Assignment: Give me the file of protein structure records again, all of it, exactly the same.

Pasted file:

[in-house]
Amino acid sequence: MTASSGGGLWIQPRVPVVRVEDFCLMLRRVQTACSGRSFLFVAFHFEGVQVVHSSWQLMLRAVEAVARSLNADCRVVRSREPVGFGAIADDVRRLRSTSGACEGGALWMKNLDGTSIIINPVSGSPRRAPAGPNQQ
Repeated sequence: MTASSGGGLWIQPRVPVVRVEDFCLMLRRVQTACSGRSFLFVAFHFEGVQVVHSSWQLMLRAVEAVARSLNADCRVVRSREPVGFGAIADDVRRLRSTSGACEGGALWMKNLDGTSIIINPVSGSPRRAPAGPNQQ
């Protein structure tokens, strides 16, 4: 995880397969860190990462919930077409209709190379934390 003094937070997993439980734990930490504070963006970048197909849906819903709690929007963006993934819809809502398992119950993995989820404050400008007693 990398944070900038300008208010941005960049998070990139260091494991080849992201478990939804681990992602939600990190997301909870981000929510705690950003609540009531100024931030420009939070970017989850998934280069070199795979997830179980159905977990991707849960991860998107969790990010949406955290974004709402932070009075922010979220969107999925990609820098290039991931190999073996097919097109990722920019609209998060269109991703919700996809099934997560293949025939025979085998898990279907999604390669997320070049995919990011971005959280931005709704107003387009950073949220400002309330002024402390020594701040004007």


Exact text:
[in-house]
Amino acid sequence: MTASSGGGLWIQPRVPVVRVEDFCLMLRRVQTACSGRSFLFVAFHFEGVQVVHSSWQLMLRAVEAVARSLNADCRVVRSREPVGFGAIADDVRRLRSTSGACEGGALWMKNLDGTSIIINPVSGSPRRAPAGPNQQ
Repeated sequence: MTASSGGGLWIQPRVPVVRVEDFCLMLRRVQTACSGRSFLFVAFHFEGVQVVHSSWQLMLRAVEAVARSLNADCRVVRSREPVGFGAIADDVRRLRSTSGACEGGALWMKNLDGTSIIINPVSGSPRRAPAGPNQQ
């Protein structure tokens, strides 16, 4: 995880397969860190990462919930077409209709190379934390 003094937070997993439980734990930490504070963006970048197909849906819903709690929007963006993934819809809502398992119950993995989820404050400008007693 990398944070900038300008208010941005960049998070990139260091494991080849992201478990939804681990992602939600990190997301909870981000929510705690950003609540009531100024931030420009939070970017989850998934280069070199795979997830179980159905977990991707849960991860998107969790990010949406955290974004709402932070009075922010979220969107999925990609820098290039991931190999073996097919097109990722920019609209998060269109991703919700996809099934997560293949025939025979085998898990279907999604390669997320070049995919990011971005959280931005709704107003387009950073949220400002309330002024402390020594701040004007």